Evaluation of sources:

The principal source used for this study was the Census of 1901. This census information is available in the National Archive of Ireland in Bishop St., Dublin. Both household and street return forms (forms A and B) were examined. They are accurate primary sources. The main disadvantage of the censuses is that they contain a huge amount of information. The study will only concentrate on information regarding one household. One of the skills that I learned while doing this research study was to use only the information that I needed and interpret it in a historical way, in light of the general situation in Ireland at this time, which I found out about from the secondary sources listed at the end. The secondary sources gave a good overview, but were very general for a local study such as this one.
Extended Essay

This research study looks at one household at a moment in time. The census of 1901 was a very detailed survey of all of Ireland and every single household in the country had to answer questions and fill out a form. The answers to the questions were filled in on a form called ‘Form B’ and the head of each household had to fill in a different form called ‘Form A’, which contained information about all the people who were in the house on that census night in 1901. This study will focus on one household in the village of Dunlavin in the west of County Wicklow and will try to build up a picture of the household and its inhabitants on the night that the census was taken.

The household at the centre of this study is that of a lady called Sarah Lawler. Sarah was fifty four years old in 1901 and her house was quite large, containing eight rooms. She ran a public house in Dunlavin village and she described herself as a ‘merchant’, so the pub may have sold some other things as well as alcohol. The size of the house meant that Sarah’s house was described as a ‘first class’ house. This meant that it was the best type of house. Sarah’s position as a merchant and publican probably meant that she was fairly wealthy, so she would be able to afford to live in a good house like this. She may not have owned the house, as many houses at this time belonged to local landlords, but she could still afford to pay rent on a first class house because of her position among the business community of Dunlavin village.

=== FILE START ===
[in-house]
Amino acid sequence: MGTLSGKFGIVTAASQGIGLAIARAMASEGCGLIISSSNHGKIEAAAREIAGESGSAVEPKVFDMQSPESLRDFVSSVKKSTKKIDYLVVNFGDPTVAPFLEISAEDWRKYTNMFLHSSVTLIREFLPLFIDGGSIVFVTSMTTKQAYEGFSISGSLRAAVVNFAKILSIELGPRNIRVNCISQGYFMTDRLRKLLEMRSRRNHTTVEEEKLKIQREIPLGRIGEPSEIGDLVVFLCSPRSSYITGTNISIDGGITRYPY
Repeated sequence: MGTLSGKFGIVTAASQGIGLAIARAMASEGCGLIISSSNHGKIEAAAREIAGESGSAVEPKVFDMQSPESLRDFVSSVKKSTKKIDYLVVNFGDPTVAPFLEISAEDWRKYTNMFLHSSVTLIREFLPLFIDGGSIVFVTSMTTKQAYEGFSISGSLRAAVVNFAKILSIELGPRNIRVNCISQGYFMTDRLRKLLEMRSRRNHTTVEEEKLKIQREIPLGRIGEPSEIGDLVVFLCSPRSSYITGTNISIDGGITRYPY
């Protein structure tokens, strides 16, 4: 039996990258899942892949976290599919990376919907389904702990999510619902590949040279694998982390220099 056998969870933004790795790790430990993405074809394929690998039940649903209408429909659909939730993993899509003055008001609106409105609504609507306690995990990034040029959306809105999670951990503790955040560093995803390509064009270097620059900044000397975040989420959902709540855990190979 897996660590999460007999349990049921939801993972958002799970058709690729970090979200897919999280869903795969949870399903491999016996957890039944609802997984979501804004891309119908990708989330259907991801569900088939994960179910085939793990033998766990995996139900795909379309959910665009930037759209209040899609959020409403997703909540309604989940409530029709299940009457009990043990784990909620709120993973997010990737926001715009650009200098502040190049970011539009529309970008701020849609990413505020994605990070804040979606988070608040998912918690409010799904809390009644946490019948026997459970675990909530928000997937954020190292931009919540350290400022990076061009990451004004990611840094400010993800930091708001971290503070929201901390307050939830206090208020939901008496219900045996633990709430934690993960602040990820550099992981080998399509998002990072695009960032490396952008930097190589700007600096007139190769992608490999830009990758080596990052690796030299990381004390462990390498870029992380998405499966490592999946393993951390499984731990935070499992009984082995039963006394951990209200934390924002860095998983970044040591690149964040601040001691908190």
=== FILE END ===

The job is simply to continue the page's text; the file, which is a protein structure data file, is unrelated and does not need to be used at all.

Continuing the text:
Sarah Lawler had a large family. The census form B states that there were ten people in her family. There may have been, and census form A certainly shows that there were ten people staying in her house that night. However, not all of these people were members of her family. Some of them only worked for Sarah, but she still had three of her own children and two grandchildren in the house that night. Her eldest son, James, was twenty nine years old and was also described as a merchant. He may have been a partner in the business or even run the pub, because he is the only one of Sarah’s children described as a ‘merchant’ like herself. James was married, but there was no mention of Sarah’s daughter-in-law on the census form. James’s wife was not in the house that night – for whatever reason; she may have been elsewhere or even dead.